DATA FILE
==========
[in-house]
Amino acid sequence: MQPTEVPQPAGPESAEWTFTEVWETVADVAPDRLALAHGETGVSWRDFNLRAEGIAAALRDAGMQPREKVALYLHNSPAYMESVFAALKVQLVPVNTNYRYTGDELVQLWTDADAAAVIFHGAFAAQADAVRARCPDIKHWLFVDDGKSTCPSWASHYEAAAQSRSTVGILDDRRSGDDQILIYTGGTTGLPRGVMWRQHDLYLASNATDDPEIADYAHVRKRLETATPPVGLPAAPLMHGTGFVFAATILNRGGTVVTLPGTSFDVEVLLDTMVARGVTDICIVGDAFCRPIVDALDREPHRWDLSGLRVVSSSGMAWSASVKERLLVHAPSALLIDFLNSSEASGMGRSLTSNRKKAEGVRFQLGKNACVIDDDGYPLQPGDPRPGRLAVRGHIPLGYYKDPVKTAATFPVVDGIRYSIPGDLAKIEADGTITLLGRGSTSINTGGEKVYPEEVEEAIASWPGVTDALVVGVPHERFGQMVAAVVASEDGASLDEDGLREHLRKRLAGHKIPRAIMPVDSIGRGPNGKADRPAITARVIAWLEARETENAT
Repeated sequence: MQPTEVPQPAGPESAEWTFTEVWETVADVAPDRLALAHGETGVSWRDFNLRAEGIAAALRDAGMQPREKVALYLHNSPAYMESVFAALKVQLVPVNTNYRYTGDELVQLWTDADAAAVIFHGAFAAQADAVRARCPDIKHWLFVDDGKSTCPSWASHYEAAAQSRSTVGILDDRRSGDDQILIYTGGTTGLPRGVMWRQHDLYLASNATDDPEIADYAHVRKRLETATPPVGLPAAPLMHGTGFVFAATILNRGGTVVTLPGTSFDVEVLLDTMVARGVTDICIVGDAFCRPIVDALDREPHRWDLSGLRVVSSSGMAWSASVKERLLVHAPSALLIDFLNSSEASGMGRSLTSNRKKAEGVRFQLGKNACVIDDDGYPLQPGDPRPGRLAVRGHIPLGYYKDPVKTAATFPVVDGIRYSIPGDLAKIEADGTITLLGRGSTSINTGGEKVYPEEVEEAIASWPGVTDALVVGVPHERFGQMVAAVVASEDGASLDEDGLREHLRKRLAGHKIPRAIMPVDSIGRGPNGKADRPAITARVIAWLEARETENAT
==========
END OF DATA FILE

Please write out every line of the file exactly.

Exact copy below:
[in-house]
Amino acid sequence: MQPTEVPQPAGPESAEWTFTEVWETVADVAPDRLALAHGETGVSWRDFNLRAEGIAAALRDAGMQPREKVALYLHNSPAYMESVFAALKVQLVPVNTNYRYTGDELVQLWTDADAAAVIFHGAFAAQADAVRARCPDIKHWLFVDDGKSTCPSWASHYEAAAQSRSTVGILDDRRSGDDQILIYTGGTTGLPRGVMWRQHDLYLASNATDDPEIADYAHVRKRLETATPPVGLPAAPLMHGTGFVFAATILNRGGTVVTLPGTSFDVEVLLDTMVARGVTDICIVGDAFCRPIVDALDREPHRWDLSGLRVVSSSGMAWSASVKERLLVHAPSALLIDFLNSSEASGMGRSLTSNRKKAEGVRFQLGKNACVIDDDGYPLQPGDPRPGRLAVRGHIPLGYYKDPVKTAATFPVVDGIRYSIPGDLAKIEADGTITLLGRGSTSINTGGEKVYPEEVEEAIASWPGVTDALVVGVPHERFGQMVAAVVASEDGASLDEDGLREHLRKRLAGHKIPRAIMPVDSIGRGPNGKADRPAITARVIAWLEARETENAT
Repeated sequence: MQPTEVPQPAGPESAEWTFTEVWETVADVAPDRLALAHGETGVSWRDFNLRAEGIAAALRDAGMQPREKVALYLHNSPAYMESVFAALKVQLVPVNTNYRYTGDELVQLWTDADAAAVIFHGAFAAQADAVRARCPDIKHWLFVDDGKSTCPSWASHYEAAAQSRSTVGILDDRRSGDDQILIYTGGTTGLPRGVMWRQHDLYLASNATDDPEIADYAHVRKRLETATPPVGLPAAPLMHGTGFVFAATILNRGGTVVTLPGTSFDVEVLLDTMVARGVTDICIVGDAFCRPIVDALDREPHRWDLSGLRVVSSSGMAWSASVKERLLVHAPSALLIDFLNSSEASGMGRSLTSNRKKAEGVRFQLGKNACVIDDDGYPLQPGDPRPGRLAVRGHIPLGYYKDPVKTAATFPVVDGIRYSIPGDLAKIEADGTITLLGRGSTSINTGGEKVYPEEVEEAIASWPGVTDALVVGVPHERFGQMVAAVVASEDGASLDEDGLREHLRKRLAGHKIPRAIMPVDSIGRGPNGKADRPAITARVIAWLEARETENAT